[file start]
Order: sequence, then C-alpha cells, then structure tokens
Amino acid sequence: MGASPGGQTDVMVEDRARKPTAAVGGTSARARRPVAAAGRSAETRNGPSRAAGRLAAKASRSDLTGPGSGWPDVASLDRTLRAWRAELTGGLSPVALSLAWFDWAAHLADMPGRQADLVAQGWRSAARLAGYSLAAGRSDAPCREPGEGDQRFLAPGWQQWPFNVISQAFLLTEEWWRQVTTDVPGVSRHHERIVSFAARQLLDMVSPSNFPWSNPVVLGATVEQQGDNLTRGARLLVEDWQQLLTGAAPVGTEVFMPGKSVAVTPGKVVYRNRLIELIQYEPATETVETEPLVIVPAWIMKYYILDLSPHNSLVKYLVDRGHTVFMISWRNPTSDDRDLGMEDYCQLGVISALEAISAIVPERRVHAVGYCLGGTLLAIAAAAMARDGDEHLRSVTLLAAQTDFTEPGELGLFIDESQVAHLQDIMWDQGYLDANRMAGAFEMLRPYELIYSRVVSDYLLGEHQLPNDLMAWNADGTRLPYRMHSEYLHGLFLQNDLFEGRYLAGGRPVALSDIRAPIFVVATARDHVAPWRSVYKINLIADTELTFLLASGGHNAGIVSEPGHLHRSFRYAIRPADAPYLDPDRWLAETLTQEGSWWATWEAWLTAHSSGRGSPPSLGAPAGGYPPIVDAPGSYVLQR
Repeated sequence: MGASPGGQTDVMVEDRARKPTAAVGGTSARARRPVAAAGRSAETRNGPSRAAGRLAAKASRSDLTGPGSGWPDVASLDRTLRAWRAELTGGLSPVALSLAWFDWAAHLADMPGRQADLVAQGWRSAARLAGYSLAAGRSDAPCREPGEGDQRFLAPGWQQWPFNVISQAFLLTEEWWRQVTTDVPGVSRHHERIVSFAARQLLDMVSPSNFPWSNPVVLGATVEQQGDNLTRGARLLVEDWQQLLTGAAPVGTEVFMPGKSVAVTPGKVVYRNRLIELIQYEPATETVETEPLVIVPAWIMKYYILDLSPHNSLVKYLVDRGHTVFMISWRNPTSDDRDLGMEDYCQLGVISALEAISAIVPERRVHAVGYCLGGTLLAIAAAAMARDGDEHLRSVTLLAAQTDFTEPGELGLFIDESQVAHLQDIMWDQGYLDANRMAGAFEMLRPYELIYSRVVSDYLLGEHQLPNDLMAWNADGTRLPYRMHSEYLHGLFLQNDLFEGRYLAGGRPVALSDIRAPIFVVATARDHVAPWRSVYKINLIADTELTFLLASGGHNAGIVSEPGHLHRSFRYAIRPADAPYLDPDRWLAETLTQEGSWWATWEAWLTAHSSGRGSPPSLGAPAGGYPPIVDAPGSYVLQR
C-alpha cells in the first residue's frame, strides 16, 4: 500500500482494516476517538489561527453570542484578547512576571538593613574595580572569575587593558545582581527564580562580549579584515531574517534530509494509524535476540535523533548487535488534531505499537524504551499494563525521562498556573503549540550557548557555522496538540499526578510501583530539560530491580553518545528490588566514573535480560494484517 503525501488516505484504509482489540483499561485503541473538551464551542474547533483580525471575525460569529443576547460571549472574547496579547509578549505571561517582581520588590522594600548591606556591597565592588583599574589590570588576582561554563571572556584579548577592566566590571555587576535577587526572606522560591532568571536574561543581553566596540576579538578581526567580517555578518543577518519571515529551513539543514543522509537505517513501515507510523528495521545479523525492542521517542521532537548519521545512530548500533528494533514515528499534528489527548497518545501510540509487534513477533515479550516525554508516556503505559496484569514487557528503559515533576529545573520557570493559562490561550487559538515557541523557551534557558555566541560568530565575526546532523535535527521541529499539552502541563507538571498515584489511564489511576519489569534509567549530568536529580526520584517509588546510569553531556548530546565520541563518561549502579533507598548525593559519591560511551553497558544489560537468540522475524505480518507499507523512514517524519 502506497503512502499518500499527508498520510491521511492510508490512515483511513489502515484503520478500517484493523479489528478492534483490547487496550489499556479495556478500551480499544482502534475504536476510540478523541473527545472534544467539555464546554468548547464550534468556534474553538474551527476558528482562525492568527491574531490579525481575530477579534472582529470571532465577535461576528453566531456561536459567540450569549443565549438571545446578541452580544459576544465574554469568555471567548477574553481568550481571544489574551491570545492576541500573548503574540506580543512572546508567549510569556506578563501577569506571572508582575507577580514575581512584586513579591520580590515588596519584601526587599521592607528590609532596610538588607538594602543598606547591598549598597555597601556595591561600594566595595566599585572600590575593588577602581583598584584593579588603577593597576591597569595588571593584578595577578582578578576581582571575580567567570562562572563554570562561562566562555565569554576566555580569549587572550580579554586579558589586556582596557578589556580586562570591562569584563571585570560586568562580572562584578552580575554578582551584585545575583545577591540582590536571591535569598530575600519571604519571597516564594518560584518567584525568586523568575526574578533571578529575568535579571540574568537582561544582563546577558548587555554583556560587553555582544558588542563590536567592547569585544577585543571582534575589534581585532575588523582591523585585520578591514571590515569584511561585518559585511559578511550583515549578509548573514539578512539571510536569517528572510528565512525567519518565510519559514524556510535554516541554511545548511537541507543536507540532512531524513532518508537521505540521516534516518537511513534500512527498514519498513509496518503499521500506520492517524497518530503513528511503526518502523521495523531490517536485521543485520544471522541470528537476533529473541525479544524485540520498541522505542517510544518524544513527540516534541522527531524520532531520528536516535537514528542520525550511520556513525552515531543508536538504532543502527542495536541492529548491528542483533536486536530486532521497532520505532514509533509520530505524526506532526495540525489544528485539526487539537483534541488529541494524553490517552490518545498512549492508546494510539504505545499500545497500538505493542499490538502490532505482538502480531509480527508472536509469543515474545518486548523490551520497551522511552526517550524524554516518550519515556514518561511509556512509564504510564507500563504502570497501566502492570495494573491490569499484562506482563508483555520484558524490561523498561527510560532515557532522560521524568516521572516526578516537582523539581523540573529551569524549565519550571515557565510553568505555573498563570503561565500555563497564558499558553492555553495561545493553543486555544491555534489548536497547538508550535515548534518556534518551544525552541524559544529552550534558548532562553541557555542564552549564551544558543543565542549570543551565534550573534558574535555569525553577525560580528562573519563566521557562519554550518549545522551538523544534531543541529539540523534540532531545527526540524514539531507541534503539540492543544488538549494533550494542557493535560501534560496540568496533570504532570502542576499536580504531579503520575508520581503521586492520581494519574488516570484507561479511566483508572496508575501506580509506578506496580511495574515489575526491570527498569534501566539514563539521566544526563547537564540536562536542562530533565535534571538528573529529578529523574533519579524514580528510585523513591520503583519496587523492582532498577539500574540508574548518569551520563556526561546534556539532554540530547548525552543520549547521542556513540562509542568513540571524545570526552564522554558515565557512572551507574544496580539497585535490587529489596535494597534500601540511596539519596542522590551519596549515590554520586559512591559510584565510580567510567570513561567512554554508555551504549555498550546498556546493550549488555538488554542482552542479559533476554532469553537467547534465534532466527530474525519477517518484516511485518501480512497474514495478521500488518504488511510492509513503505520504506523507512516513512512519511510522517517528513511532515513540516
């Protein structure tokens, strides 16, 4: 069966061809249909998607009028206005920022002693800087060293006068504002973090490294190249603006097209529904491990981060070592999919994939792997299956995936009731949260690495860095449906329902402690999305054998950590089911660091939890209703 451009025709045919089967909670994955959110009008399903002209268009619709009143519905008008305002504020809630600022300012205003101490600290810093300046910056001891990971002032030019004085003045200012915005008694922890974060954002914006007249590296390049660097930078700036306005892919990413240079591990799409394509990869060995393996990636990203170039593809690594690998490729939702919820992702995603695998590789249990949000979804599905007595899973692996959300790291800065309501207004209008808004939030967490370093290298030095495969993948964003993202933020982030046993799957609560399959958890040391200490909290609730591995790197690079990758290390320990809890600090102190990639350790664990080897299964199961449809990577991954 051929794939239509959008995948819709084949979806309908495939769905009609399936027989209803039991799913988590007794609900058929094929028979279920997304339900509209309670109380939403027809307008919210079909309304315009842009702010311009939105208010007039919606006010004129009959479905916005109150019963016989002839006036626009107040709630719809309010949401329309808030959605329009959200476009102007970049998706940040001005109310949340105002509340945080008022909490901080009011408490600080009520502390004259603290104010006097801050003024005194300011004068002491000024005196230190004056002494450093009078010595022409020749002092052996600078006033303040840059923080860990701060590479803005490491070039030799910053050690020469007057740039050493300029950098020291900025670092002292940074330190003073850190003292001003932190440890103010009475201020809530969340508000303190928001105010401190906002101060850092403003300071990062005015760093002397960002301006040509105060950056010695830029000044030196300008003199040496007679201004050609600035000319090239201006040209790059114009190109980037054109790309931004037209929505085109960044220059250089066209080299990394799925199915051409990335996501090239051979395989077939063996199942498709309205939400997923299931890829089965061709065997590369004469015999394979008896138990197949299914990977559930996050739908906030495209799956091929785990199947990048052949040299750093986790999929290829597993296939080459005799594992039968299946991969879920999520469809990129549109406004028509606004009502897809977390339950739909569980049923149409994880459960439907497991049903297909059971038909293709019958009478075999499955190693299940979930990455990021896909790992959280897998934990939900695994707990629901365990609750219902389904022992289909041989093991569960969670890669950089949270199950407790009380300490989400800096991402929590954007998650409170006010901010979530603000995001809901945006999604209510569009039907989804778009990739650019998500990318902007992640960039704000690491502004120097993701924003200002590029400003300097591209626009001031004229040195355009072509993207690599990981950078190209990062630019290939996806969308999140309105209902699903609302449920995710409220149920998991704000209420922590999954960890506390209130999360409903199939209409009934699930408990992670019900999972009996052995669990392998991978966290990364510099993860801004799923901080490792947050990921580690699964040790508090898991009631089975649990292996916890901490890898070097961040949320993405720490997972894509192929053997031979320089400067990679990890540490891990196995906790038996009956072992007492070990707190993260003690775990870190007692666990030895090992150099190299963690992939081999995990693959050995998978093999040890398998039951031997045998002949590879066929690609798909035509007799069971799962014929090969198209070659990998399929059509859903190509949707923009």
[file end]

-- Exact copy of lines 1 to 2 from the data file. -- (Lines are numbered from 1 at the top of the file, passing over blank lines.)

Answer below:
Order: sequence, then C-alpha cells, then structure tokens
Amino acid sequence: MGASPGGQTDVMVEDRARKPTAAVGGTSARARRPVAAAGRSAETRNGPSRAAGRLAAKASRSDLTGPGSGWPDVASLDRTLRAWRAELTGGLSPVALSLAWFDWAAHLADMPGRQADLVAQGWRSAARLAGYSLAAGRSDAPCREPGEGDQRFLAPGWQQWPFNVISQAFLLTEEWWRQVTTDVPGVSRHHERIVSFAARQLLDMVSPSNFPWSNPVVLGATVEQQGDNLTRGARLLVEDWQQLLTGAAPVGTEVFMPGKSVAVTPGKVVYRNRLIELIQYEPATETVETEPLVIVPAWIMKYYILDLSPHNSLVKYLVDRGHTVFMISWRNPTSDDRDLGMEDYCQLGVISALEAISAIVPERRVHAVGYCLGGTLLAIAAAAMARDGDEHLRSVTLLAAQTDFTEPGELGLFIDESQVAHLQDIMWDQGYLDANRMAGAFEMLRPYELIYSRVVSDYLLGEHQLPNDLMAWNADGTRLPYRMHSEYLHGLFLQNDLFEGRYLAGGRPVALSDIRAPIFVVATARDHVAPWRSVYKINLIADTELTFLLASGGHNAGIVSEPGHLHRSFRYAIRPADAPYLDPDRWLAETLTQEGSWWATWEAWLTAHSSGRGSPPSLGAPAGGYPPIVDAPGSYVLQR